Almost Porcelain, a new performance by the New Haven-based dance company Elm City Dance Collective, will premier this spring in large part owing to a fundraising campaign the group launched on Kickstarter.

Company members succeeded in raising $5,035 in 30 days — exceeding their fundraising goal by nearly $900. The company is gearing up for its first evening-length performance of the piece, which will premier this spring. Choreographed and directed by Kellie Ann Lynch, one of the four dance artists responsible for ECDC’s founding in 2008, Almost Porcelain will premier in Providence, R.I., in March and in New Haven in May. The performance is a multimedia exploration of notions such as self-perception, perfection and beauty, Lynch explained. The production will feature work by composer and vocalist Noah Ratzan, visual artist Jennifer Brubacher and filmmaker Melissa Kane.

“We are committed as an organization to creating and presenting dance in new and different ways, and this project certainly does just that, by blending design, sound, film and dance together to create an innovative and entertaining experience for the audience,” said Emilia VandenBroek, one of the dancers in the production and another of ECDC’s founding members.

Company members decided to use Kickstarter, an online donation platform, to raise the requisite funds for the performance. The company began the project without any funds, Lynch explained, adding that members thought of Kickstarter as the most expedient way to raise money. Kate Seethaler, another member of Almost Porcelain’s cast, noted that she thinks Kickstarter was a good choice because the platform harnesses the power of social media and offers donors a limited window to act, ensuring that funds are received in a timely manner. Potential contributors, she added, can see “exactly what their money is going towards” — the project’s Kickstarter page includes a video in which dancers and choreographers speak about the project and rehearse for the show. Seethaler said she thinks the video effectively captured the cast’s excitement for the project.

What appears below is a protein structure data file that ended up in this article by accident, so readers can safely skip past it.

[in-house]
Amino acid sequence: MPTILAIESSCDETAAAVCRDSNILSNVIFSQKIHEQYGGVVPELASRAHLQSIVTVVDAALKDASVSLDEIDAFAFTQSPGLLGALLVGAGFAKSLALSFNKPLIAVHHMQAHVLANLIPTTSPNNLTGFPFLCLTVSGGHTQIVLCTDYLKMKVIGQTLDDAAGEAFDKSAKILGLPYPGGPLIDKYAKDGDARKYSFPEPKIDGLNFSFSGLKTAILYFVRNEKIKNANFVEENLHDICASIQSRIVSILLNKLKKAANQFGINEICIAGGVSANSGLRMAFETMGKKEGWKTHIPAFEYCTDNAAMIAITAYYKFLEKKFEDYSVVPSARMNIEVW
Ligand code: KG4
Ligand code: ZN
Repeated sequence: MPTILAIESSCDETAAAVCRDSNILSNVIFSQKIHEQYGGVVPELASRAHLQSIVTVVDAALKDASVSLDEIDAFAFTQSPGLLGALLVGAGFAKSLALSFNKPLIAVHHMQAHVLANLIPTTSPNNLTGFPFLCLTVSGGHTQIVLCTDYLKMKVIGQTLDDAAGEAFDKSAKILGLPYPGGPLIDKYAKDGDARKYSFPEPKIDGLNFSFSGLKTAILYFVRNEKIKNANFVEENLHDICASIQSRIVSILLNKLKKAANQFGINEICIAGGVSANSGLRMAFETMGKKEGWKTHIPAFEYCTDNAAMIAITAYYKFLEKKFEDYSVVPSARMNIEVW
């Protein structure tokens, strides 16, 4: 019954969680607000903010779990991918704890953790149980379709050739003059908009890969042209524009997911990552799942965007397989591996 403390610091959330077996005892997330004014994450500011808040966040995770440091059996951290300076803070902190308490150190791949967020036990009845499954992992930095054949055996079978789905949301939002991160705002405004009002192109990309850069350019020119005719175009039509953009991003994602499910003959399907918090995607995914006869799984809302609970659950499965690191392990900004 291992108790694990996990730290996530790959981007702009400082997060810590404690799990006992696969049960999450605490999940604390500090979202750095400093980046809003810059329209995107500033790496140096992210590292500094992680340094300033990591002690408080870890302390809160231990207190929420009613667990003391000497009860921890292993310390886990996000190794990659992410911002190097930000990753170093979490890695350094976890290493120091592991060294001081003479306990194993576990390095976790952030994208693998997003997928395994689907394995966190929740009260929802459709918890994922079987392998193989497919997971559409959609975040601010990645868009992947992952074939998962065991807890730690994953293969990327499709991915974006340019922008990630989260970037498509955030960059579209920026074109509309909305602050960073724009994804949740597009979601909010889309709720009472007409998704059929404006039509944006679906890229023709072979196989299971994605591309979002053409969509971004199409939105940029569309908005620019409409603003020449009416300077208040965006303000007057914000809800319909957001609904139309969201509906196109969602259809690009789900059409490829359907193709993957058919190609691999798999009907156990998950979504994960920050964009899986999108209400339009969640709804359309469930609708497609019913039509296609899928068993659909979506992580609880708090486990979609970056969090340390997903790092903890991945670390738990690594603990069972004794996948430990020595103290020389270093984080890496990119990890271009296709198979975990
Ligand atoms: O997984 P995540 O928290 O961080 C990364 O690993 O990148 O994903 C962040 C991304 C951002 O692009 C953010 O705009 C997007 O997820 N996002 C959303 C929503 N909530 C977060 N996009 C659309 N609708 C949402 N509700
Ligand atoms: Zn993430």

Despite the success of the Kickstarter campaign, Lynch explained, funding is still the biggest obstacle Almost Porcelain will have to overcome. In particular, finding the money to pay dancers can be challenging, she said.

“We all do it because not dancing is not an option for us. If the experience is positive and we’re all growing as artists and human beings, getting paid doesn’t really matter. But it’d be nice to be able to say, ‘Hey dancers, here’s a check for all of your hard work.’”

As the piece enters its final preparatory stages before its Rhode Island premiere on Mar. 27, several of the dancers mentioned the long hours they have been putting into the show, highlighting the collaboration between the choreographer and the cast that is intrinsic to the project.

VandenBroek said she appreciates the project’s origins in a personal, yet relatable topic, adding that she thinks that Almost Porcelain’s emphasis on exploring ideals of beauty renders it particularly interesting. Lynch explained that the piece grew out of her attempts to grapple with such ideals in recent years.

“We all have to make our own peace with impossible beauty ideals in this culture, and it is satisfying to explore this through dance,” VandenBroek said.

Almost Porcelain will premiere on May 9 at Off Broadway Theatre.